(WASHINGTON) — President Joe Biden on Tuesday afternoon will sign legislation protecting same-sex and interracial marriage.
Biden is hosting a celebration starting at 3:30 p.m. ET on the White House South Lawn with lawmakers and Cabinet members as the Respect for Marriage Act becomes law.
Press secretary Karine Jean-Pierre told reporters on Monday that Biden “will be joined by a bipartisan group of lawmakers as well as advocates and plaintiffs in marriage equality cases across the country.”
“There will be musical guests and performances,” Jean-Pierre said, adding that the president “will also note that there is much more work to be done” and he will repeat his call to pass federal legislation known as the Equality Act to expand civil rights protections for LGBTQ people.
The historic marriage bill passed with bipartisan support in both chambers of Congress after months of negotiation, particularly over provisions related to religion.
The House voted last week 258-169 to send the bill to Biden’s desk after the Senate passed it 61-36. A minority of Republicans joined Democrats in both votes.
Wisconsin Democrat Tammy Baldwin, the first openly gay senator, helped guide the legislation through Congress. Baldwin has said the bill “will protect the hard-fought progress we’ve made on marriage equality.”
It became a priority for Democrats after the Supreme Court’s June decision in Dobbs v. Jackson Women’s Health Organization, in which five conservative justices ruled to overturn Roe v. Wade and the national guarantee to abortion access.
Justice Clarence Thomas, in a concurring opinion, said he believed the court should reconsider other precedents based on similar legal doctrine, including 2015’s Obergefell v. Hodges — which found that the 14th Amendment requires all states to license same-sex marriages.
The Respect for Marriage Act doesn’t include Obergefell’s national requirement but will mandate that individual states recognize same-sex and interracial marriages that were lawfully performed in another state.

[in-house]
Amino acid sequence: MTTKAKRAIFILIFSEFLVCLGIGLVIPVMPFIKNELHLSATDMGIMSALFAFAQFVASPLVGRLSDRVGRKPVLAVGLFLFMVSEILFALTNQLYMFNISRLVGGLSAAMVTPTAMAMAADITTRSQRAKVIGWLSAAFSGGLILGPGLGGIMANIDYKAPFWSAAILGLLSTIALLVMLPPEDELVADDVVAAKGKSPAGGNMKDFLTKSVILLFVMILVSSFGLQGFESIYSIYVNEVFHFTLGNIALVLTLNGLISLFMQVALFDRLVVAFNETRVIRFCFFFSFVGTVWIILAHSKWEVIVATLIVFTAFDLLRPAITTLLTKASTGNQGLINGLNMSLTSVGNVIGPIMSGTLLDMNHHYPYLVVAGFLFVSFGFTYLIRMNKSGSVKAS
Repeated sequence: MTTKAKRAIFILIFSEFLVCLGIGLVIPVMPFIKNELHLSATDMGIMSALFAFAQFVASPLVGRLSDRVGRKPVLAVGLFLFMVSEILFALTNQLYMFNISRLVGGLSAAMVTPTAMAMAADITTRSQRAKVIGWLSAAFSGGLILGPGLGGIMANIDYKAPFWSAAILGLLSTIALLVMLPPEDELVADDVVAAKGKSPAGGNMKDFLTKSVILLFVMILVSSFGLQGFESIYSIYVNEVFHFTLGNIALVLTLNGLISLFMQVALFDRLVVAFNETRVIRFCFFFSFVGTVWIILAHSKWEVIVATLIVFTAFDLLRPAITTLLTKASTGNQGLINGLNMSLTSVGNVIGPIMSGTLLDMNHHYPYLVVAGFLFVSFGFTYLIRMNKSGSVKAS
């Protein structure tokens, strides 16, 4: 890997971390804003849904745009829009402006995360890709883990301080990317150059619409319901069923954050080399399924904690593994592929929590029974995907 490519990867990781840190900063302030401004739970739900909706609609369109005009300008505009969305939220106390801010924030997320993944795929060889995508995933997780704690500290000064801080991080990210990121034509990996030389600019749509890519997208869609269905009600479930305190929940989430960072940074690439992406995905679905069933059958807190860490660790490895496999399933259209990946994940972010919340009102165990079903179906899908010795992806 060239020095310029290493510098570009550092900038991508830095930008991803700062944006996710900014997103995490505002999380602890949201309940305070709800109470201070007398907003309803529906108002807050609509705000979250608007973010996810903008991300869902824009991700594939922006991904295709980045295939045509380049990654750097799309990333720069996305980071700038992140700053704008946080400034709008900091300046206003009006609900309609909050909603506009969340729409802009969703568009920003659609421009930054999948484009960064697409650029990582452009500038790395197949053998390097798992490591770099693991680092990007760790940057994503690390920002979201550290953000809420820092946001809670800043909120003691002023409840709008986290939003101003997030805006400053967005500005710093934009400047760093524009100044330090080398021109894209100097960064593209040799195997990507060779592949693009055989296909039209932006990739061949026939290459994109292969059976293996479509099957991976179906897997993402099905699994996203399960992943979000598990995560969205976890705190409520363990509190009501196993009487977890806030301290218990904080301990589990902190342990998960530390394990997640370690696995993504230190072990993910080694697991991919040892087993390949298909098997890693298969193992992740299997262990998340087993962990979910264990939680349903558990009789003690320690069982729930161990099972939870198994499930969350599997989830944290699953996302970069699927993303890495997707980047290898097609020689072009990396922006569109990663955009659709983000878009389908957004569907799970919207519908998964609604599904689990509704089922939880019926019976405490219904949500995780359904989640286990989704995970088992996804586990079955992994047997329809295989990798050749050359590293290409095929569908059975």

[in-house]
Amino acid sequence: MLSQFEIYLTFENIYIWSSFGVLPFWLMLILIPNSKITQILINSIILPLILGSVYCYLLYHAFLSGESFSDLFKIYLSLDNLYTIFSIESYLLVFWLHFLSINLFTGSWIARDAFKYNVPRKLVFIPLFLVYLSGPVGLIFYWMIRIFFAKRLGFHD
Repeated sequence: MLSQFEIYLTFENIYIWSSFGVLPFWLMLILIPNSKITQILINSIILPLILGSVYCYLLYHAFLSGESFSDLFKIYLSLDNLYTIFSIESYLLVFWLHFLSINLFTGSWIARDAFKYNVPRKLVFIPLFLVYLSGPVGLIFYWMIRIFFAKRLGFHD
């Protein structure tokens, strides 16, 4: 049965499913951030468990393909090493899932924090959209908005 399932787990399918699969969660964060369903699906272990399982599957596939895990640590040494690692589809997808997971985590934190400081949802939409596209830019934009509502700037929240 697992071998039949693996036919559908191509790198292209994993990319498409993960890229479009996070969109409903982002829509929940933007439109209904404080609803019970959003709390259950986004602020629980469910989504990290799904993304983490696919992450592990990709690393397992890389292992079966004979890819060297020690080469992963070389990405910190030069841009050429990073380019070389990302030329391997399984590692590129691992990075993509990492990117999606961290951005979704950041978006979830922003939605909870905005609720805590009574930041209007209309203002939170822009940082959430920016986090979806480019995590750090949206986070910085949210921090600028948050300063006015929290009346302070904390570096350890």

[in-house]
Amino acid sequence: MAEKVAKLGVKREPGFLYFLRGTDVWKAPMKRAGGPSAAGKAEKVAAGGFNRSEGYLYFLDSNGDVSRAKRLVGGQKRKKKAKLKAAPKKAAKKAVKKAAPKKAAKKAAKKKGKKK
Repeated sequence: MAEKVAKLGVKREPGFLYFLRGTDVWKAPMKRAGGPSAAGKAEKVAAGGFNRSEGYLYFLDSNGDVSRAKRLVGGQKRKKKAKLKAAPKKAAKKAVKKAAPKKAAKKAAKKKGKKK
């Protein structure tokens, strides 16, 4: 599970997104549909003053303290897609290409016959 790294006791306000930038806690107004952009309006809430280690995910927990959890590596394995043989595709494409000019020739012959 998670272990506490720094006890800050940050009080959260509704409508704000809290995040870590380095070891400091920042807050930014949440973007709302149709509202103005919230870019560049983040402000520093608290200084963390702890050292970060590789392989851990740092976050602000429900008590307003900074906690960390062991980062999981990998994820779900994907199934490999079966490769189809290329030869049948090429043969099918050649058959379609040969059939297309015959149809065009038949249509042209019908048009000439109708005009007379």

Some Republicans who voted for it in Congress noted additional language around protecting religious groups who still object to same-sex marriage.
Critics like Utah Sen. Mike Lee said it didn’t go far enough, however.
Biden celebrated the Respect for Marriage Act’s passage last week, saying then that it will “give peace of mind to millions of LGBTQI+ and interracial couples who are now guaranteed the rights and protections to which they and their children are entitled.”
“After the uncertainty caused by the Supreme Court’s Dobbs decision, Congress has restored a measure of security to millions of marriages and families,” he said in a statement. “They have also provided hope and dignity to millions of young people across this country who can grow up knowing that their government will recognize and respect the families they build.”
Biden has long been outspoken on the issue. In 2012, he famously preempted then-President Barack Obama in publicly supporting same-sex marriage.
“I am absolutely comfortable with the fact that men marrying men, women marrying women and heterosexual men and women marrying one another are entitled to the same exact rights, all the civil rights, all the civil liberties,” Biden said during an interview at the time on NBC’s Meet the Press.
“Who do you love? Who do you love and will you be loyal to the person you love?” Biden said then. “And that’s what people are finding out, what all marriages at their root are about.”
Speaker Nancy Pelosi, D-Calif., was emotional as the bill was passed in the House on Thursday. Pelosi, stepping down from her leadership role in the new Congress, said she was happy that this bill was one of the last she was signing as the top House Democrat.
“At last, we have history in the making,” she said at the bill enrollment ceremony last week. “But not only are we on the right side of history, we’re on the right side of the future, expanding freedom in America.”
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